of CERN's New Antimatter Factory
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ANTIMATTER DECELERATOR - TEACHER'S SUMMARY
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Researchers at CERN have succeeded in commissioning a new research machine that will study the mirror-world of antimatter in depth. It will allow researchers to trap antiprotons and atoms of antimatter and to compare them with their matter equivalents.
Why is this important?
The curious thing about antimatter is that there isn't more of it around. Scientists believe that the Universe began in a Big Bang at which matter and antimatter were created in equal amounts, yet in today's Universe all the antimatter seems to have disappeared. Why has it done so? And why has it not taken all the matter along with it?
Matter and antimatter are perfect opposites. So perfect, in fact, that when the meet they annihilate leaving behind a flash of pure energy. Nothing else remains. That's why science fiction writers like antimatter so much. To them, antimatter annihilation is the ultimate clean source of energy. It is the perfect conversion of mass (m) into energy (E) according to Einstein's famous prescription E= mc2, where c is the speed of light. The problem is, however, that antimatter cannot simply be harvested or mined. It has to be made, and making it requires vastly more energy than annihilating it produces. All the antimatter produced at CERN in a year would provide barely enough energy to power a light bulb for a few seconds.
So antimatter as an energy source is destined to remain within the realms of science fiction, but there remains the important question of why nature seems to prefer matter over antimatter to be answered. In experiment after experiment, matter and antimatter display a perfect symmetry. What one does, the other mirrors. When enough energy is concentrated to produce particles, equal numbers of matter and antimatter particles are produced. And when the antiparticles meet their matter counterparts, they disappear returning to pure energy. Nothing is added. Nothing is lost.
We know that this can't be the end of the story. Either the antimatter from the Big Bang is out there somewhere, though that seems very unlikely, or the matter-antimatter symmetry is not quite perfect. The latter we now know to be true. Some subtle experiments have forced nature's hand, revealing a slight bias in matter's favour. This bias translates to just a single proton surviving out of every billion that could have emerged from the Big Bang. It is from this one in a billion that the Universe is made.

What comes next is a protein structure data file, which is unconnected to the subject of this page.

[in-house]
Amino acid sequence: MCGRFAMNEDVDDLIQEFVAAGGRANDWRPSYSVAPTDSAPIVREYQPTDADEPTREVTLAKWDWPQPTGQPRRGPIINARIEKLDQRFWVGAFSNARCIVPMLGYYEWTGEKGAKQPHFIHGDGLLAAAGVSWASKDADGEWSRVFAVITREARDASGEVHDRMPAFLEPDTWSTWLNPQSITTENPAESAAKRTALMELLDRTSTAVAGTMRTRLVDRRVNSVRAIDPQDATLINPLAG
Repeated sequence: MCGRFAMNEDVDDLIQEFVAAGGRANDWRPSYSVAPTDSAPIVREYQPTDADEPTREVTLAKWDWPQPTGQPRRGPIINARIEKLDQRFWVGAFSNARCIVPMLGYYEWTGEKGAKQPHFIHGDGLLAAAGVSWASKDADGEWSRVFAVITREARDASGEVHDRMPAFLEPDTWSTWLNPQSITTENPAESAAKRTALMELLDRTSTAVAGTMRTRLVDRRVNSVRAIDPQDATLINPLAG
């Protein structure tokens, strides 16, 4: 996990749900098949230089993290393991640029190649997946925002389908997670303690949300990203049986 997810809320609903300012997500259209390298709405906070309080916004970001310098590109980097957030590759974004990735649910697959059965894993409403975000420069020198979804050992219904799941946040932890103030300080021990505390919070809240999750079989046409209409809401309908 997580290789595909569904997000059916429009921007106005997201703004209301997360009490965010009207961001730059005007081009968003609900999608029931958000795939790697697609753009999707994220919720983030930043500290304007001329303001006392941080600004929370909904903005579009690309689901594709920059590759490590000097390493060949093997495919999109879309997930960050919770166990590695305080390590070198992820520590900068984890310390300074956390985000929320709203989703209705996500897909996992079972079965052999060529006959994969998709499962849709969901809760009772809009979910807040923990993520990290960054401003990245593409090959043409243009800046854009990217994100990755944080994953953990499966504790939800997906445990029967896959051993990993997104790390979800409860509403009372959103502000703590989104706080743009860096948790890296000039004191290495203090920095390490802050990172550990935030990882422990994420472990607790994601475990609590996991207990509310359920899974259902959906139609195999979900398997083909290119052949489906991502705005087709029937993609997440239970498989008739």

CERN's new research machine, the Antiproton Decelerator (AD), allows scientists to trap antimatter in electromagnetic cages where it can not come into contact with matter. There they can study it at leisure, finding out, for example, whether antihydrogen spectroscopy is the same as that of hydrogen. Now that we know nature favours matter over antimatter, research at the AD will help us to understand why.
What use is antimatter?
Antimatter may be the stuff of science fiction but at laboratories like CERN it is a commonplace tool for research. In hospitals and industry too, antimatter is in everyday use for diagnosis. Positron Emission Tomography, PET, for example relies on antimatter. It works by attaching radioactive atoms that emit positrons - anti-electrons - to biological tracer molecules that find their way to specific areas of the body. When the radioactive atoms decay the positrons they emit immediately annihilate with electrons and the resulting flash of energy appears in the form of two gamma-rays of equal energy. These escape from the body back-to-back and are detected, allowing doctors to follow what happens to the biological tracer molecules and thus learn valuable information about the workings of the body.
What resources about antimatter are available from CERN?
The history of antimatter is covered in this article, by CERN Courier magazine editor Gordon Fraser
AN LINK TO THE ANTIMATTER STORY
A leaflet about antimatter can be ordered from the Press
& Publication Office
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